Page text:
Gardeners’ World: Expert discusses slugs and snails
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Lilies are beautiful flowers, often picked to feature in wedding bouquets and used as decoration. While we often see them picked and ready to go into a vase, it’s also easy to grow all kinds of lilies from seed in your garden – if you know-how.
According to RHS Lily Group, Lilium regale is particularly easy to grow from seed, and “is one of the most lovely lilies, full of fragrance.”
While the varieties of Lilium amabile, L. cernuum and L. pumilum are smaller, and “flower quite quickly from seed – particularly if you leave them in their seed pots.”
And “scented L. sargentiae will flower in its seed pot, somewhat stunted, in its second year, then grows into a splendid plant when planted out.”
Depending on the variety you opt for, sowing and blooming takes place at different times.
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Some lilies thrive in warmer conditions, and so need to be grown in a greenhouse or even sealed with plastic bags to encourage growth.
Luckily, RHS Lily Group explains in the UK the changing seasons helps to provide the perfect conditions to trigger germination – and so can be planted out straight away.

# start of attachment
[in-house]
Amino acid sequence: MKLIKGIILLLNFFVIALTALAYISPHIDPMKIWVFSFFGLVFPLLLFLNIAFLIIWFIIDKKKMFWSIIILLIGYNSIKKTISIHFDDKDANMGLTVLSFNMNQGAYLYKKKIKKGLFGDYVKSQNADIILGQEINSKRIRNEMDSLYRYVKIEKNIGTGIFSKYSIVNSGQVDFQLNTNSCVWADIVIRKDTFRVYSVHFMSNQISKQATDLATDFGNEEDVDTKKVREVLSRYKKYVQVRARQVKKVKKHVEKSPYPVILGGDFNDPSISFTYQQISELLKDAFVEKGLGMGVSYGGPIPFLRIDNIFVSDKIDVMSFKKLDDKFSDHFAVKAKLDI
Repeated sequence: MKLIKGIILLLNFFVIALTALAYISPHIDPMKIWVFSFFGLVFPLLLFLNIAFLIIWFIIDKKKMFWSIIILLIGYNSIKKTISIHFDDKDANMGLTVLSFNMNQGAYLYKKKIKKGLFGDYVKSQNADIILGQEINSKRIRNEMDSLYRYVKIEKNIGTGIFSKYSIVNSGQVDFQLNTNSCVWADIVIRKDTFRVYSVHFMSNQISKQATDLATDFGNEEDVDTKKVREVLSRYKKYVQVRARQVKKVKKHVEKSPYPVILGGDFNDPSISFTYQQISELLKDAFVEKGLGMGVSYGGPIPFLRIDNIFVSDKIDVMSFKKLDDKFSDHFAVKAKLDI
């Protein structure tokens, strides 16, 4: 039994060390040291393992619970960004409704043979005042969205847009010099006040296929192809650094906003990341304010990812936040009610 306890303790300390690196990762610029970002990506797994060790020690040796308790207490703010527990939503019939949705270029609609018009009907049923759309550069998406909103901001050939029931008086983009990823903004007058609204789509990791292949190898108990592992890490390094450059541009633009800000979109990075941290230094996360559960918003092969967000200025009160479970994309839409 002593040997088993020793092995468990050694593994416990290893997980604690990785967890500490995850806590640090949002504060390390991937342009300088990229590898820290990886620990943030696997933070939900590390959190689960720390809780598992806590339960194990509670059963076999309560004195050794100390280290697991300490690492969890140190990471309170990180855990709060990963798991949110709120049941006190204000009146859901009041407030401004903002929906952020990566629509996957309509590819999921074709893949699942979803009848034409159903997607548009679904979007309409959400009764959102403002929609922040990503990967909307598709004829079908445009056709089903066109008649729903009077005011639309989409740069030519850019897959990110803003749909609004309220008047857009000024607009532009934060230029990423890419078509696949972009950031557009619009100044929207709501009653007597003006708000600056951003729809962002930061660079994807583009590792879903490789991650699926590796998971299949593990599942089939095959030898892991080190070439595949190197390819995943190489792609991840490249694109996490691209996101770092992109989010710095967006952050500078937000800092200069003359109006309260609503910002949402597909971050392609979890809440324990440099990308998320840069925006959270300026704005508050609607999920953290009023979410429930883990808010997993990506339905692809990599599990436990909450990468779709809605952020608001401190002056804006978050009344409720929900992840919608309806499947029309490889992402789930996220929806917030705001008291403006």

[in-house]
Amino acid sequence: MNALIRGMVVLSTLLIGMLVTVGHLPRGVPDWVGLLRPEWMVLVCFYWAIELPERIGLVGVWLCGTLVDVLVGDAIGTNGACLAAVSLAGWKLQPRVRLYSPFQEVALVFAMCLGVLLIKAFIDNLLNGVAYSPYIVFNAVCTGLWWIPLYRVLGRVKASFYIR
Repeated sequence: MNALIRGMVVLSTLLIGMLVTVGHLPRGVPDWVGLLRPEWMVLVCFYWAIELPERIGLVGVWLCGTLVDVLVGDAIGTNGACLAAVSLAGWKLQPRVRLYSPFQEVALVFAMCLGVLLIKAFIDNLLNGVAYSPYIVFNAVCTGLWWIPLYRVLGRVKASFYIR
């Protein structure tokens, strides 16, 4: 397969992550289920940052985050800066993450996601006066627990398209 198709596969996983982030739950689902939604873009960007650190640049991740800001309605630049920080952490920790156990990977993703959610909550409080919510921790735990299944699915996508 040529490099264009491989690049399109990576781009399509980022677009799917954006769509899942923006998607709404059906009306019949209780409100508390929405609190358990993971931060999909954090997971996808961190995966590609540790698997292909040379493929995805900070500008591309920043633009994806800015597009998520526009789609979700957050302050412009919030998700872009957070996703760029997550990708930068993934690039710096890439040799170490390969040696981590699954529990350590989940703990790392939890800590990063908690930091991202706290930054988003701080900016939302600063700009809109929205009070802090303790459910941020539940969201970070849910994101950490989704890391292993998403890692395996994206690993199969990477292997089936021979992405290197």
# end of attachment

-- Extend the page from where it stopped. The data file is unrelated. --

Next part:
When planting your lilies, the variant will determine where they are best planted – so do your research!
Lilies need good drainage and most varieties prefer neutral or slightly acidic compost.
Do you deadhead lilies?
As with most flowering plants, the act of deadheading lilies helps to encourage new flower growth.
Deadheading lilies will also prolong their display.
Gardeners’ World explains deadheading “will also divert energy away from seed production, which can reduce flowering performance in subsequent years.”
When thinking of deadheading your lilies, make sure you check the variant as martagon lilies shouldn’t be deadheaded – as these will gradually self-seed.
There is no set time for deadheading, only when you see flowers fading.
Once flowers have faded, you can break them off gently with your hands.
You can also use a pair of secateurs to snip any faded flowers off.
As tempting as it may be, try not to snip any of the leaves.
This is because those are integral when it comes to storing energy for the winter.
Try and leave as much main stem as possible as well as lots of the leaves.
However, if you notice quite a few of the leaves on one stem are brown, you should remove the entire stem.
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